Too many Selenium commands in a test can lead to tests that are dramatically slower and less reliable. Every Selenium command carries the potential for an invalid element locator or a synchronization issue.
Below we have a table that shows an automated test that was designed to click two radio buttons. V1 test is making 157 Selenium commands and takes 95 seconds to execute. After optimizations, the same exact test executes 9 Selenium commands and runs in 17 seconds (5X faster).
Total test run time V1
Number of web requests before optimizations (V1)
What was the purpose of this test?
The purpose of this test was to simply click two radio buttons on this URL.
Identifying the inefficiencies
The major contributor to the slow test time of such a simple test was the large number of unnecessary web requests.
Attempting to click first radio button
After loading the URL, the test takes ~60 seconds searching for random elements without taking a single action.
Unnecessary commands start at the 15-second mark and continue until 1:19, at which point the element is finally located and clicked.
Potential Waste: 60 seconds on 1 element
Attempting to click second radio button
At 1:23, the test starts looking for the Female radio button.
And finally clicks it at 1:28:
...but not before making 16 more Selenium commands to check whether the element is displayed or selected.
Potential waste: 3 seconds for every element.click()
Post-click() Selenium commands
Finally, there is an interesting pattern of wasted web requests that happens after every element click(). We can see that below:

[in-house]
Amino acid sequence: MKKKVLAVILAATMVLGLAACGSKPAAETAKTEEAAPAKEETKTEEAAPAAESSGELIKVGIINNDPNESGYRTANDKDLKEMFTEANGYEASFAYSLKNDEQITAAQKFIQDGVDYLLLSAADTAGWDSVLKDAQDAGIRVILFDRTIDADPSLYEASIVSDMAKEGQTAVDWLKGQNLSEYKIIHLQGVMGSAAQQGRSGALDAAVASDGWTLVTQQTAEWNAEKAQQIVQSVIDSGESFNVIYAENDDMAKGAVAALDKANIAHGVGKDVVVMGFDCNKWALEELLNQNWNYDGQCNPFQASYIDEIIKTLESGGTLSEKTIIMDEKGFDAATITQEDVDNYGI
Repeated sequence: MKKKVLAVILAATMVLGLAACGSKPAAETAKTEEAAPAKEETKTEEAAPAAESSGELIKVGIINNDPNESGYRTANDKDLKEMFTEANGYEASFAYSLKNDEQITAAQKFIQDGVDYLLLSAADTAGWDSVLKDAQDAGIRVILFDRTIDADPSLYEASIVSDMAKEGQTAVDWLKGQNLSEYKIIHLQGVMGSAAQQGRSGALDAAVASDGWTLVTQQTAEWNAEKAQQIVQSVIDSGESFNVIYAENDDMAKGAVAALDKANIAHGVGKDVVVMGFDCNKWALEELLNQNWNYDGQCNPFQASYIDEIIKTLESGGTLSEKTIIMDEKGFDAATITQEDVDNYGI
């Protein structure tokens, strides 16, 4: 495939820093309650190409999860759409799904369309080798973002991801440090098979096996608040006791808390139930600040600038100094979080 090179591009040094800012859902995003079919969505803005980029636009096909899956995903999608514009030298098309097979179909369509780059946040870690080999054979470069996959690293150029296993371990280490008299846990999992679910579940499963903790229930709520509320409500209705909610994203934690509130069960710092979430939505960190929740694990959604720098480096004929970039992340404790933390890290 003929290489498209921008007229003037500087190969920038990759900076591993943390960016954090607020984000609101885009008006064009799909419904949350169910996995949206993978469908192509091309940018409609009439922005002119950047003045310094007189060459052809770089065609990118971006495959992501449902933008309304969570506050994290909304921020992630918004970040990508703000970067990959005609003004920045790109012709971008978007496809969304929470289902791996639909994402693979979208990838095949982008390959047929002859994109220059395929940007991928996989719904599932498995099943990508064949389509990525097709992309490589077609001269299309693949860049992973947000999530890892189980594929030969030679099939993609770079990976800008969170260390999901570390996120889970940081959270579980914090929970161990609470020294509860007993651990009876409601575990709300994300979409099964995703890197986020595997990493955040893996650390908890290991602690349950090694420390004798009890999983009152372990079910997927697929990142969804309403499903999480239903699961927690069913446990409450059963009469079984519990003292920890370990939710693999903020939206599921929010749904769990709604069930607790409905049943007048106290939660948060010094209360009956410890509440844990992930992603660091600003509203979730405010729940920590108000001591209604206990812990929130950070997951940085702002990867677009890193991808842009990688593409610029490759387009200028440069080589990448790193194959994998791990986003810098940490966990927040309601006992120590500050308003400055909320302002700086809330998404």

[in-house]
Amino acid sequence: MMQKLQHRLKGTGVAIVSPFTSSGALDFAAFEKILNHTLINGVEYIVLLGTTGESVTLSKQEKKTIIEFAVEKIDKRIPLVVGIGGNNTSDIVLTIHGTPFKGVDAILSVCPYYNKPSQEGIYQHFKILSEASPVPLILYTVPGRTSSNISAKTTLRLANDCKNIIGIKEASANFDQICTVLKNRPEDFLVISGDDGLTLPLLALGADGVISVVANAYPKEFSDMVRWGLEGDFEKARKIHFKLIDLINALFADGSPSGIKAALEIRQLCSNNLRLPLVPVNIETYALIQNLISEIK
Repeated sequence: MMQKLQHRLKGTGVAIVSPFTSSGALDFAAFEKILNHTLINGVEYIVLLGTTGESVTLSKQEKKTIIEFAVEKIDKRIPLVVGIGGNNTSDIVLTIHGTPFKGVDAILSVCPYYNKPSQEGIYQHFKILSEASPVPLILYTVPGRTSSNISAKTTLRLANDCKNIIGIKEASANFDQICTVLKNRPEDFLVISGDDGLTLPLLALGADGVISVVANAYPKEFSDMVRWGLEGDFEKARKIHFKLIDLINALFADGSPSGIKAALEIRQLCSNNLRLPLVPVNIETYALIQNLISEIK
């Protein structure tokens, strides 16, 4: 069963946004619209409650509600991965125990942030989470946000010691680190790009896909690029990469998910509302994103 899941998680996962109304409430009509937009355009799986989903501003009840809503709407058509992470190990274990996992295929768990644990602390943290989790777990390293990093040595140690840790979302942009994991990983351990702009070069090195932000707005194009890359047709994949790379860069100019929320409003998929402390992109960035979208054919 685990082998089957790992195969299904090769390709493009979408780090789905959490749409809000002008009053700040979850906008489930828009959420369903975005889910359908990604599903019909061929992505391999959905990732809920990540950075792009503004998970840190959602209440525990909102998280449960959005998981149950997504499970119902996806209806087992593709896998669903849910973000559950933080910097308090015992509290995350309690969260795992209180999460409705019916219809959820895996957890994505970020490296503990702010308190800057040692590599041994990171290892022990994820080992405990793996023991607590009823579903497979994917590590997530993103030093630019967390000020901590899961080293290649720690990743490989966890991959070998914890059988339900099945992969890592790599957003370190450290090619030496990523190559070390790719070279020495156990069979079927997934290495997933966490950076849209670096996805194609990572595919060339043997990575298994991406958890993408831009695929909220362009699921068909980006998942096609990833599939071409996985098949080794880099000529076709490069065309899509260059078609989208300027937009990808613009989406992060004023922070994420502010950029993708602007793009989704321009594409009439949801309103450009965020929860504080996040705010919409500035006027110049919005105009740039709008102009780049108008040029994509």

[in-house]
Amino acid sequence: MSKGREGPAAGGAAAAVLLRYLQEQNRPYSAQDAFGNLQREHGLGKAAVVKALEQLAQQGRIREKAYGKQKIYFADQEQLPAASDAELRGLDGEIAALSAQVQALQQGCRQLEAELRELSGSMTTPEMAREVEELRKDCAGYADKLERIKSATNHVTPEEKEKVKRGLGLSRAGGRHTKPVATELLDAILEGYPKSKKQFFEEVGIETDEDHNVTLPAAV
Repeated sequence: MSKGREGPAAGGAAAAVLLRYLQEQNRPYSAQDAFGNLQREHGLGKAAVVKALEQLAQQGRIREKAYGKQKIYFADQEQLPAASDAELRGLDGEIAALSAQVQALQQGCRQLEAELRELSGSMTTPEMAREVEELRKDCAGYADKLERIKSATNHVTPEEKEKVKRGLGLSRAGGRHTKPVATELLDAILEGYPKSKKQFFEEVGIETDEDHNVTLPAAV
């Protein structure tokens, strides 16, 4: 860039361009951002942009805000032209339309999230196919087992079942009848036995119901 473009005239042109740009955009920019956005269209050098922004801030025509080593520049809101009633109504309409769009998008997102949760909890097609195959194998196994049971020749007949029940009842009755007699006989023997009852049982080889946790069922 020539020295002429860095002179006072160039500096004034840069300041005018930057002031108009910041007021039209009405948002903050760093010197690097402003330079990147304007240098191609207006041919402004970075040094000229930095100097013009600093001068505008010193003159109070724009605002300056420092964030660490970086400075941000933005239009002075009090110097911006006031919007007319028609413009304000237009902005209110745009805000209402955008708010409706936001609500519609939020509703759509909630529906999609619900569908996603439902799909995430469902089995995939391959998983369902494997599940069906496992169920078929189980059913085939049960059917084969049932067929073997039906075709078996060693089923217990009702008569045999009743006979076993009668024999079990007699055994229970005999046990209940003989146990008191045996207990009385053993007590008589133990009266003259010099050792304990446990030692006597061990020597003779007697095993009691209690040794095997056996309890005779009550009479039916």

It’s understandable that these are being performed to validate that the element is in the correct state after the execution of a click(). However, these actions are wasteful because Selenium would throw an error if the action wasn’t successful. Furthermore, the next action would fail with an exception if it depended on the state of the previous element.
Potential waste: 2 seconds per element.click()
The refactor using cleaner practices
The refactoring of this test was extremely simple and required only a few minutes after understanding the root cause of the problem. Furthermore, we saw that the final outcome of the refactoring created a test that was 560% faster and drastically more stable because it had fewer Selenium commands.
Here’s the code after we finished refactoring:
This is the test execution result and below is the screenshot.
Bloated tests in the industry are infamously common and it’s something that I tackle on a weekly basis. They typically come with a framework that we use for our automation. I’ve seen this with both OSS frameworks and especially homegrown ones. The key is to consider the impact of extra Selenium commands on the overall automation program. In this use case, the test suite execution time will be five times longer for the entire organization. This obviously decreases the feedback cycle time and also makes the automation less reliable.